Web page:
Review: SY Thompson, Destination Alara

 

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Destination Alara, SY Thompson

 

SY Thompson’s newest novel, Destination Alara, transports readers to a science fiction plot replete with nearly everything for which an aficionado of such books could: the creation of a unique galactic world with its own historical backstory unique to this story, strong female protagonists, a romance which enhances the plot rather than overwhelming it, sophisticated political intrigue, and a vivid, descriptive settings which are richly sensory in nature. It isn’t supervising that Thompson delivers a novel in the tradition of Ursula Le Guin, with a bit of Elizabeth Lynn, and Mercedes Lackey, tossed in for good measure. Thompson creates a unique world, with incredibly nuanced characters, and a view of a matriarchal social structure that is not overly simplified or stereotypical, but possible. Needless to say, I loved this book. Thompson brought a bit of glee to my sci-fi soul.

 

Thompson creates a rather post-apocalyptic setting with its own historical backstory (not just a few years prior, but layers/generations of societies prior, not completely unlike that of Star Trek or Star Wars, but unique unto itself). That history is useful in that it helps stage the current a political struggle, cast, (aptly), with gender, class, imperialist issues. If Thompson had simply inserted a matriarchal society in place of the patriarchal one in which we live, the tale would be simplistic. Instead, the use of matriarchy allows for a tension between the antagonists in such a way that demonstrates the oppressive nature of male centered culture toward women; particularly with respect to women in power, the means that rape culture would attempt to strip the power from any woman, as well as the disdain patriarchal societies hold for lesbians. These themes play out well in the dynamic character of Admiral Meryan as a daughter of the ruling family and the circumstances in which she is placed within the plot, as well as how Van, the other protagonist, military hero, and love interest works within that dynamic.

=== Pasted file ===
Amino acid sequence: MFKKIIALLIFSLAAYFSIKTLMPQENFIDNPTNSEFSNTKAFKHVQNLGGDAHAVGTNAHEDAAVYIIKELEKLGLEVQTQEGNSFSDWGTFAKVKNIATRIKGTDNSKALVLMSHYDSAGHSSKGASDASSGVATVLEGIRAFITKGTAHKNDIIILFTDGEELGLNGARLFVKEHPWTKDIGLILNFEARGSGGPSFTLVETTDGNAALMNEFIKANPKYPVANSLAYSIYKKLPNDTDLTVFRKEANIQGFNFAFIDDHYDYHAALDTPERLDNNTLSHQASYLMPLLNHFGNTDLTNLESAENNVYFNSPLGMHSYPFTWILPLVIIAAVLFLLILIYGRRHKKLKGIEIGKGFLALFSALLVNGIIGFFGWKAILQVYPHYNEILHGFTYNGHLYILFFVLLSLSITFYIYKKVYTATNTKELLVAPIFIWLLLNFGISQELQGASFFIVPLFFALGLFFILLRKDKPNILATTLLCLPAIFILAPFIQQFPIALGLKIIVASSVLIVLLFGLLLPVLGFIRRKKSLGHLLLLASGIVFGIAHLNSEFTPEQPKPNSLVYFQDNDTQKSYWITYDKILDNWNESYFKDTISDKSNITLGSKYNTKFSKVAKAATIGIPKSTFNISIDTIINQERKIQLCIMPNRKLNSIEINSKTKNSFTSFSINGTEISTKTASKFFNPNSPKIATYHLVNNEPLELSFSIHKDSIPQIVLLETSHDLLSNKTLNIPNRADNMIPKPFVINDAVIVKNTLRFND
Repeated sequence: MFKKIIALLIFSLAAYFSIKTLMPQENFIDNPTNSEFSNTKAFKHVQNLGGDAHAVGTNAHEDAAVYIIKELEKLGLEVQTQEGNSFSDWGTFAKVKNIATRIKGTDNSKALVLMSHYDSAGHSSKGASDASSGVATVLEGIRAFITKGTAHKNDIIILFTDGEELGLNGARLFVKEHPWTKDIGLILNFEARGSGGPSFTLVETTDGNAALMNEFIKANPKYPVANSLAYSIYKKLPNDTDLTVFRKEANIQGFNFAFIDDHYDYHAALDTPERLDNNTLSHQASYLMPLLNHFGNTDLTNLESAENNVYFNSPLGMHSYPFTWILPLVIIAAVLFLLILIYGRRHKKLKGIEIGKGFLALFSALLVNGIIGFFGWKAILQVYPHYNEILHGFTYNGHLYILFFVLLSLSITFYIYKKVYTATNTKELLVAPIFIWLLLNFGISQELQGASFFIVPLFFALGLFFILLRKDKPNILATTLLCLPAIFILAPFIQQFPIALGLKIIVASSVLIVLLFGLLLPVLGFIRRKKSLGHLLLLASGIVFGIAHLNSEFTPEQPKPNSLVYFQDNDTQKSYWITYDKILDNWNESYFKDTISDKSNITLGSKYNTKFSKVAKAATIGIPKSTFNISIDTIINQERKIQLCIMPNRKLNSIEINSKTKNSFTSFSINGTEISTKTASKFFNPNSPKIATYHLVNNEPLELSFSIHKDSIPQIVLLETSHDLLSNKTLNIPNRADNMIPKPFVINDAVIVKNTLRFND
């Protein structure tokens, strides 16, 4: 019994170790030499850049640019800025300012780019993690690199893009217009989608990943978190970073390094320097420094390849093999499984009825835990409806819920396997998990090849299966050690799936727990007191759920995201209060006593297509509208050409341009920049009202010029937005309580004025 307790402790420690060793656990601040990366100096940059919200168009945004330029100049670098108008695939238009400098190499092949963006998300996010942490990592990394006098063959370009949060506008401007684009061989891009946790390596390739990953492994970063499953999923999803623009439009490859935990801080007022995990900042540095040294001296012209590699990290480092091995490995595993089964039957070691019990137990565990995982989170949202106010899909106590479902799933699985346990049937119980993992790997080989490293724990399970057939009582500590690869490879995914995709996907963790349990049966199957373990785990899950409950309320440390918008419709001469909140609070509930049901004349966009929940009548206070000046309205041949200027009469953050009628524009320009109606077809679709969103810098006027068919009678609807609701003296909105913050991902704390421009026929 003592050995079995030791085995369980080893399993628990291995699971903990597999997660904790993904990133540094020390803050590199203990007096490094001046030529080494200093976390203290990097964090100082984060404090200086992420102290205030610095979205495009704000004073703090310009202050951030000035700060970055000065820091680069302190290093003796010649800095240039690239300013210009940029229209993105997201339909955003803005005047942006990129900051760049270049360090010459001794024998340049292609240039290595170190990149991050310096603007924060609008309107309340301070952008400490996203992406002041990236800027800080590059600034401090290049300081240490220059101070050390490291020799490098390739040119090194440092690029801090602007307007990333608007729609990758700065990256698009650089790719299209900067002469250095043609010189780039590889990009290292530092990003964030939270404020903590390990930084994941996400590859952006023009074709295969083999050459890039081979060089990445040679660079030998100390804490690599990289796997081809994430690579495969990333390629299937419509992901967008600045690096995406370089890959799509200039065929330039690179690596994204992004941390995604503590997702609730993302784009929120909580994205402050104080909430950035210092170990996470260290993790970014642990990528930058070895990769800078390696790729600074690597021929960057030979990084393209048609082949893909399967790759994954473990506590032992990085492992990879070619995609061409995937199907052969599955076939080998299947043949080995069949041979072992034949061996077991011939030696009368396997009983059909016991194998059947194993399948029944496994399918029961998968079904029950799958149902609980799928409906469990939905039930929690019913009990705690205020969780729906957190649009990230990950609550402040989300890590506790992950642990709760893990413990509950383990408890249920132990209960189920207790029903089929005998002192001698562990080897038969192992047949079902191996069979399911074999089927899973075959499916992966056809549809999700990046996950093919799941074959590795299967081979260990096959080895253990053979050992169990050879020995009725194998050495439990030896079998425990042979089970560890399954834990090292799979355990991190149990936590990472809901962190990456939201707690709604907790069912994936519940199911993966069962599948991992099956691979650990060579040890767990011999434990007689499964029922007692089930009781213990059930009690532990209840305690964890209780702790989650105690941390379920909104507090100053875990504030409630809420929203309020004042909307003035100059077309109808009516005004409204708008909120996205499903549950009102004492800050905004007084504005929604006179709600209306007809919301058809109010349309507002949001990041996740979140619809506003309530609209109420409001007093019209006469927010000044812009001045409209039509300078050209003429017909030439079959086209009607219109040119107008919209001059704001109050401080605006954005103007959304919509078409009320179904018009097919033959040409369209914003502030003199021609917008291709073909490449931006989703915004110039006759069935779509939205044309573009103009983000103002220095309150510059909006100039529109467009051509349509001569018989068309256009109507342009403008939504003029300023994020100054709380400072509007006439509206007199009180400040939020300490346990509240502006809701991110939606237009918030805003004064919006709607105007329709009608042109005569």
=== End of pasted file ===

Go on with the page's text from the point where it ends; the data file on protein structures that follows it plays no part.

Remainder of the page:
Certainly, I could go on for pages about the themes at work in Destination Alara, it seems more appropriate for this review to clue the reader into the incredibly, no, sensuously vivid descriptions that Thompson provides the reader.   Each scene can be felt, heard, visualized completely, as if the reader is along side the character. If one has ever watched an episode of Star Trek, then take that visualization and double it – that’s how visually intense the descriptors are written. With respect to dialogue, each character has a unique phrasing, accent, emotional range that comes out each time, even with respect to minor characters. Thompson renders such a rich complexity to each moment of the plot, that it seems genuine – an excellent rendering of a possible world.

 

All in all, SY Thompson delivers outstanding science fiction with a lesbian fiction focus.   The lesbian focal aspect should not dissuade non-lesbians from picking up this book, because it is outstanding and transcends gender identity. It is simply put, wonderfully written science fiction. I highly recommend this book.

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